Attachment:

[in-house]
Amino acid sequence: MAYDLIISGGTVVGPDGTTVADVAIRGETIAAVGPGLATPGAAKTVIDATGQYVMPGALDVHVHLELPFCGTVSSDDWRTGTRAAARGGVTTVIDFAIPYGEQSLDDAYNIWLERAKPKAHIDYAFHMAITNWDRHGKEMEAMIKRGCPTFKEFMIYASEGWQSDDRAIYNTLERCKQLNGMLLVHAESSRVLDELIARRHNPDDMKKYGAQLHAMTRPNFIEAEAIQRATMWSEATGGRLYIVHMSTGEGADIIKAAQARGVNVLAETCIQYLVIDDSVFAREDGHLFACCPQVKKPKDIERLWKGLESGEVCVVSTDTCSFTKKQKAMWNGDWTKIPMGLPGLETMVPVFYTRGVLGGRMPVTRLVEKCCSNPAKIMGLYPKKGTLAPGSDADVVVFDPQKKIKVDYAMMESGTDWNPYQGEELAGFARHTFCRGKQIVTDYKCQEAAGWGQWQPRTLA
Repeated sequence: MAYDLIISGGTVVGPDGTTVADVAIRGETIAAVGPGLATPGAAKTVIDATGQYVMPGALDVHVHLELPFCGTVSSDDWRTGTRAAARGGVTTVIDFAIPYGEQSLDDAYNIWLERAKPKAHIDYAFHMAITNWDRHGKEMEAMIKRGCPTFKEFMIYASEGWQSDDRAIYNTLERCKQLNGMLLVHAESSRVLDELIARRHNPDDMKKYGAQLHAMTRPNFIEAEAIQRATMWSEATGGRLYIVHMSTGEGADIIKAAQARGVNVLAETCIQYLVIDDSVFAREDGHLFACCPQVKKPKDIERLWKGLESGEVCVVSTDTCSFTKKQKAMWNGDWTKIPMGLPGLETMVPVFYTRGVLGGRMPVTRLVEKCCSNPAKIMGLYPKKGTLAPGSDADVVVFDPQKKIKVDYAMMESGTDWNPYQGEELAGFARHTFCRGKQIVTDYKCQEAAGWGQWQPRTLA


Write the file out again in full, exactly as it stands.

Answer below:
[in-house]
Amino acid sequence: MAYDLIISGGTVVGPDGTTVADVAIRGETIAAVGPGLATPGAAKTVIDATGQYVMPGALDVHVHLELPFCGTVSSDDWRTGTRAAARGGVTTVIDFAIPYGEQSLDDAYNIWLERAKPKAHIDYAFHMAITNWDRHGKEMEAMIKRGCPTFKEFMIYASEGWQSDDRAIYNTLERCKQLNGMLLVHAESSRVLDELIARRHNPDDMKKYGAQLHAMTRPNFIEAEAIQRATMWSEATGGRLYIVHMSTGEGADIIKAAQARGVNVLAETCIQYLVIDDSVFAREDGHLFACCPQVKKPKDIERLWKGLESGEVCVVSTDTCSFTKKQKAMWNGDWTKIPMGLPGLETMVPVFYTRGVLGGRMPVTRLVEKCCSNPAKIMGLYPKKGTLAPGSDADVVVFDPQKKIKVDYAMMESGTDWNPYQGEELAGFARHTFCRGKQIVTDYKCQEAAGWGQWQPRTLA
Repeated sequence: MAYDLIISGGTVVGPDGTTVADVAIRGETIAAVGPGLATPGAAKTVIDATGQYVMPGALDVHVHLELPFCGTVSSDDWRTGTRAAARGGVTTVIDFAIPYGEQSLDDAYNIWLERAKPKAHIDYAFHMAITNWDRHGKEMEAMIKRGCPTFKEFMIYASEGWQSDDRAIYNTLERCKQLNGMLLVHAESSRVLDELIARRHNPDDMKKYGAQLHAMTRPNFIEAEAIQRATMWSEATGGRLYIVHMSTGEGADIIKAAQARGVNVLAETCIQYLVIDDSVFAREDGHLFACCPQVKKPKDIERLWKGLESGEVCVVSTDTCSFTKKQKAMWNGDWTKIPMGLPGLETMVPVFYTRGVLGGRMPVTRLVEKCCSNPAKIMGLYPKKGTLAPGSDADVVVFDPQKKIKVDYAMMESGTDWNPYQGEELAGFARHTFCRGKQIVTDYKCQEAAGWGQWQPRTLA